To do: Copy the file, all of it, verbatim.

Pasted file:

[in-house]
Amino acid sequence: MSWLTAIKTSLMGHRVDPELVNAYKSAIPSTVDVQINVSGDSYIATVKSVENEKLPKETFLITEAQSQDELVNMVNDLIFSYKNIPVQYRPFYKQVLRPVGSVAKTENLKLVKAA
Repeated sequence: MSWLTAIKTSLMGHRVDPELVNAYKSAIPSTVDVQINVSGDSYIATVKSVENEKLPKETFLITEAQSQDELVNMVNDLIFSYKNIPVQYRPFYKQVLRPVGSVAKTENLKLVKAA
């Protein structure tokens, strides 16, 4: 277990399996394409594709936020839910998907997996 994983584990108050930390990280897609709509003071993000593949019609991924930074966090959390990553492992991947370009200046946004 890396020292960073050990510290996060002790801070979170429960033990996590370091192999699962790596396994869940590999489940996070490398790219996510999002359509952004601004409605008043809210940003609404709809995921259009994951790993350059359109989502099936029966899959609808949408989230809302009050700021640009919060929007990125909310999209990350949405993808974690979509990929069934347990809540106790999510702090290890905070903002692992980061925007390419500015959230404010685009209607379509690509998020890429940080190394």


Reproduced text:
[in-house]
Amino acid sequence: MSWLTAIKTSLMGHRVDPELVNAYKSAIPSTVDVQINVSGDSYIATVKSVENEKLPKETFLITEAQSQDELVNMVNDLIFSYKNIPVQYRPFYKQVLRPVGSVAKTENLKLVKAA
Repeated sequence: MSWLTAIKTSLMGHRVDPELVNAYKSAIPSTVDVQINVSGDSYIATVKSVENEKLPKETFLITEAQSQDELVNMVNDLIFSYKNIPVQYRPFYKQVLRPVGSVAKTENLKLVKAA
């Protein structure tokens, strides 16, 4: 277990399996394409594709936020839910998907997996 994983584990108050930390990280897609709509003071993000593949019609991924930074966090959390990553492992991947370009200046946004 890396020292960073050990510290996060002790801070979170429960033990996590370091192999699962790596396994869940590999489940996070490398790219996510999002359509952004601004409605008043809210940003609404709809995921259009994951790993350059359109989502099936029966899959609808949408989230809302009050700021640009919060929007990125909310999209990350949405993808974690979509990929069934347990809540106790999510702090290890905070903002692992980061925007390419500015959230404010685009209607379509690509998020890429940080190394």